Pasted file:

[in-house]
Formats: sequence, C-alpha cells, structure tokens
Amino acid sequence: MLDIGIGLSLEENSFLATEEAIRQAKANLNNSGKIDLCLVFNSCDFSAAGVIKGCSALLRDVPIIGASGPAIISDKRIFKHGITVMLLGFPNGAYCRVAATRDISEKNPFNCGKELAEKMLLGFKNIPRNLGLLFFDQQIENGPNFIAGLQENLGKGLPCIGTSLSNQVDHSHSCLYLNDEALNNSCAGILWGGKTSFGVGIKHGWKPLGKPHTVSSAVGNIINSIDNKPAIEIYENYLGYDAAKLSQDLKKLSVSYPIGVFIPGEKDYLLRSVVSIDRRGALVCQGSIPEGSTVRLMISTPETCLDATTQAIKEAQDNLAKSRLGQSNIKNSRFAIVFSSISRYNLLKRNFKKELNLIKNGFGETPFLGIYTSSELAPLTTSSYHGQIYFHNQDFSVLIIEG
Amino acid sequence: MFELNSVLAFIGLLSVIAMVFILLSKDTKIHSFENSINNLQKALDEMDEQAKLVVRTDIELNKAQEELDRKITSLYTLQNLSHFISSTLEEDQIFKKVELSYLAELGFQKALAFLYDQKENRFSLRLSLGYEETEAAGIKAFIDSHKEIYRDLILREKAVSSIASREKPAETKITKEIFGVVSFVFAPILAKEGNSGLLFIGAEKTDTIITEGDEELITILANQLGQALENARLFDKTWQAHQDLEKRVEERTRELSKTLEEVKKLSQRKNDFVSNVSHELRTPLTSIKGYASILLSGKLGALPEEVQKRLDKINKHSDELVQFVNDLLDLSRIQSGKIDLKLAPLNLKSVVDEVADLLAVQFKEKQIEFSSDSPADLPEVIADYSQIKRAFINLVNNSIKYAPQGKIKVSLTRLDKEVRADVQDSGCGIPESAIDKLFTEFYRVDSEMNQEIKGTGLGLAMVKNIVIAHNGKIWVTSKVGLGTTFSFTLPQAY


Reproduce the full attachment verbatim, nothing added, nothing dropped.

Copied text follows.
[in-house]
Formats: sequence, C-alpha cells, structure tokens
Amino acid sequence: MLDIGIGLSLEENSFLATEEAIRQAKANLNNSGKIDLCLVFNSCDFSAAGVIKGCSALLRDVPIIGASGPAIISDKRIFKHGITVMLLGFPNGAYCRVAATRDISEKNPFNCGKELAEKMLLGFKNIPRNLGLLFFDQQIENGPNFIAGLQENLGKGLPCIGTSLSNQVDHSHSCLYLNDEALNNSCAGILWGGKTSFGVGIKHGWKPLGKPHTVSSAVGNIINSIDNKPAIEIYENYLGYDAAKLSQDLKKLSVSYPIGVFIPGEKDYLLRSVVSIDRRGALVCQGSIPEGSTVRLMISTPETCLDATTQAIKEAQDNLAKSRLGQSNIKNSRFAIVFSSISRYNLLKRNFKKELNLIKNGFGETPFLGIYTSSELAPLTTSSYHGQIYFHNQDFSVLIIEG
Amino acid sequence: MFELNSVLAFIGLLSVIAMVFILLSKDTKIHSFENSINNLQKALDEMDEQAKLVVRTDIELNKAQEELDRKITSLYTLQNLSHFISSTLEEDQIFKKVELSYLAELGFQKALAFLYDQKENRFSLRLSLGYEETEAAGIKAFIDSHKEIYRDLILREKAVSSIASREKPAETKITKEIFGVVSFVFAPILAKEGNSGLLFIGAEKTDTIITEGDEELITILANQLGQALENARLFDKTWQAHQDLEKRVEERTRELSKTLEEVKKLSQRKNDFVSNVSHELRTPLTSIKGYASILLSGKLGALPEEVQKRLDKINKHSDELVQFVNDLLDLSRIQSGKIDLKLAPLNLKSVVDEVADLLAVQFKEKQIEFSSDSPADLPEVIADYSQIKRAFINLVNNSIKYAPQGKIKVSLTRLDKEVRADVQDSGCGIPESAIDKLFTEFYRVDSEMNQEIKGTGLGLAMVKNIVIAHNGKIWVTSKVGLGTTFSFTLPQAY